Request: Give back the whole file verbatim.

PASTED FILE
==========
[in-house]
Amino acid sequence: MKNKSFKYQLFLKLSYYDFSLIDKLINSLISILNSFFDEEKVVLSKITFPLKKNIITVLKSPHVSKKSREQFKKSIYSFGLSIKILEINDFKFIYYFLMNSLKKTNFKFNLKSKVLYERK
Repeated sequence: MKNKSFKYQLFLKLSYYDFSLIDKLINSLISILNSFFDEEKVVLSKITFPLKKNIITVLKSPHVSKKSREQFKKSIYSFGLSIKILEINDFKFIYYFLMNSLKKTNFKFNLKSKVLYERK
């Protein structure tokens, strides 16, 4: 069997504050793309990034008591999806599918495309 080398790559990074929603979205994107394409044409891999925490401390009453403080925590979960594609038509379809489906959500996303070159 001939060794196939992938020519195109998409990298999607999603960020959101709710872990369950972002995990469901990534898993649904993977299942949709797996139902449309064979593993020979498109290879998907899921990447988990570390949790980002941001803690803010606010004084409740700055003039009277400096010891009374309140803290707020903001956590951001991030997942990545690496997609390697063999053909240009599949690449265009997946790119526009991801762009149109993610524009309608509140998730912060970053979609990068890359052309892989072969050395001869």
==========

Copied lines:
[in-house]
Amino acid sequence: MKNKSFKYQLFLKLSYYDFSLIDKLINSLISILNSFFDEEKVVLSKITFPLKKNIITVLKSPHVSKKSREQFKKSIYSFGLSIKILEINDFKFIYYFLMNSLKKTNFKFNLKSKVLYERK
Repeated sequence: MKNKSFKYQLFLKLSYYDFSLIDKLINSLISILNSFFDEEKVVLSKITFPLKKNIITVLKSPHVSKKSREQFKKSIYSFGLSIKILEINDFKFIYYFLMNSLKKTNFKFNLKSKVLYERK
């Protein structure tokens, strides 16, 4: 069997504050793309990034008591999806599918495309 080398790559990074929603979205994107394409044409891999925490401390009453403080925590979960594609038509379809489906959500996303070159 001939060794196939992938020519195109998409990298999607999603960020959101709710872990369950972002995990469901990534898993649904993977299942949709797996139902449309064979593993020979498109290879998907899921990447988990570390949790980002941001803690803010606010004084409740700055003039009277400096010891009374309140803290707020903001956590951001991030997942990545690496997609390697063999053909240009599949690449265009997946790119526009991801762009149109993610524009309608509140998730912060970053979609990068890359052309892989072969050395001869």